A superconducting insert coil made from a copper-oxide-based ceramic, YBCO, has raised the magnetic field achievable to 25 Tesla.
Fine sediments, often due to run-off from the land, can clog the surface and sub-surface spaces in gravel beds used by spawning fish to lay their eggs and by aquatic insects. Without an adequate flow of oxygenated water, the eggs and insects die. Heather Haynes, Susithra Lakshmanan, Anne-Marie Ockelford, Elisa Vignaga and William Holmes tells us about this in “The emerging use of magnetic resonance imaging to study river bed dynamics”. They have studied the infiltration of various sediments into model gravel beds both outside and flowing through a MRI instrument! They conclude that MRI “provides an exciting opportunity to unravel a plethora of processes relevant to wider environmental science”.
Rheo-nuclear magnetic resonance spectroscopy: a versatile toolbox to investigate rheological phenomena in complex fluids
“Rheo-nuclear magnetic resonance spectroscopy: a versatile toolbox to investigate rheological phenomena in complex fluids” is Claudia Schmidt’s topic. Rheology is an important science, and NMR has a number of uses within it. However, challenges remain for the simultaneous measurement of rheological and NMR parameters.
Bruker has announced the introduction of the Icon, an easy-to-use 1 Tesla desktop MRI scanner that combines simplicity with compact dimensions, bringing preclinical magnetic resonance imaging within reach of a broader range of molecular imaging laboratories. It features a cryogen-free permanent magnet and high-performance Avance III spectrometer technology with ParaVision preclinical MRI software, The compact, shielded magnet with its small footprint results in an easy to site and install MRI system with very low running costs. It has zero magnetic fringe field, enabling safe location of the system in any facility and for use by any operator. No additional magnetic or RF shielding is required for implantation in the lab.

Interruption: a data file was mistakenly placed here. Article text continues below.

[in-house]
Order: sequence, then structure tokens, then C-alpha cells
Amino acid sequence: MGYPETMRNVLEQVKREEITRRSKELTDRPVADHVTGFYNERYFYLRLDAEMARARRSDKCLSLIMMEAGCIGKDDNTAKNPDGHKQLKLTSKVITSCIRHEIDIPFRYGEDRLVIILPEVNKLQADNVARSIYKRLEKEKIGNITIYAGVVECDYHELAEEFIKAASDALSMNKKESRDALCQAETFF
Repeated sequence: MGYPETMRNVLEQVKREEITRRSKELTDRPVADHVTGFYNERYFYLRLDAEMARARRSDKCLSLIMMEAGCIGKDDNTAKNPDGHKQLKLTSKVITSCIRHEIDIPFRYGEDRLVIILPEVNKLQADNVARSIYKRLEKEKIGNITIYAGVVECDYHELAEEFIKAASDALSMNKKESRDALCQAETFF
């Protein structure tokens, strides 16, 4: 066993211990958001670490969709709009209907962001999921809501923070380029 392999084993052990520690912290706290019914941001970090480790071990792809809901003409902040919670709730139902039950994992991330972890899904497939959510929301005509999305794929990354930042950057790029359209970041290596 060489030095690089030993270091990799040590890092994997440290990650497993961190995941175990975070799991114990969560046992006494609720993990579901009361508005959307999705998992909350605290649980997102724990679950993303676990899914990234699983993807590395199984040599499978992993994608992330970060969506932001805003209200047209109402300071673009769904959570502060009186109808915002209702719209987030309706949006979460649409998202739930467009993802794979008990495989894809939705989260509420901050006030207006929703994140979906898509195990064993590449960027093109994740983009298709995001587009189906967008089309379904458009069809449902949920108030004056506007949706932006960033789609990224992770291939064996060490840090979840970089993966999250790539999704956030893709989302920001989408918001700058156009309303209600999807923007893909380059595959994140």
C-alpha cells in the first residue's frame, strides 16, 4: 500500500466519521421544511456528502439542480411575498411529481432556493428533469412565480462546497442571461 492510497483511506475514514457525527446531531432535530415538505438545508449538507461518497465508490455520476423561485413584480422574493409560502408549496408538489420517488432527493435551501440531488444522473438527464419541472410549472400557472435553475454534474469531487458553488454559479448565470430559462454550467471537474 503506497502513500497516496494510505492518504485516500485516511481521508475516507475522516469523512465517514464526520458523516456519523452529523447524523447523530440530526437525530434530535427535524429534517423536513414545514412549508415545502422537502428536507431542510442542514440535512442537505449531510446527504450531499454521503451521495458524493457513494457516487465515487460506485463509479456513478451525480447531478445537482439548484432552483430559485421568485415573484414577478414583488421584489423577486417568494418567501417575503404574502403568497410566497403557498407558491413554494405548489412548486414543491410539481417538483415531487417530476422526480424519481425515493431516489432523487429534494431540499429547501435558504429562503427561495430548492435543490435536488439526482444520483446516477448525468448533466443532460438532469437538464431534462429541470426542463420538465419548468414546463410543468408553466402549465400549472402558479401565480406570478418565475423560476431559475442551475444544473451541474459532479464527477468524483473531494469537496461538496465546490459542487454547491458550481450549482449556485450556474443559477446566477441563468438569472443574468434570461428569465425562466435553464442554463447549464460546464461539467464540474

Through a combination of remote instrumentation, JPEG-style image compression algorithms and other key enhancements, Alexander Pines and members of his research group have been able to use Nuclear Magnetic Resonance (NMR) spectroscopy and Magnetic Resonance Imaging (MRI) to image materials flowing through microfluidic “lab-on-a-chip” devices and zoom in on microscopic objects of particular interest with unprecedented spatial and time resolutions.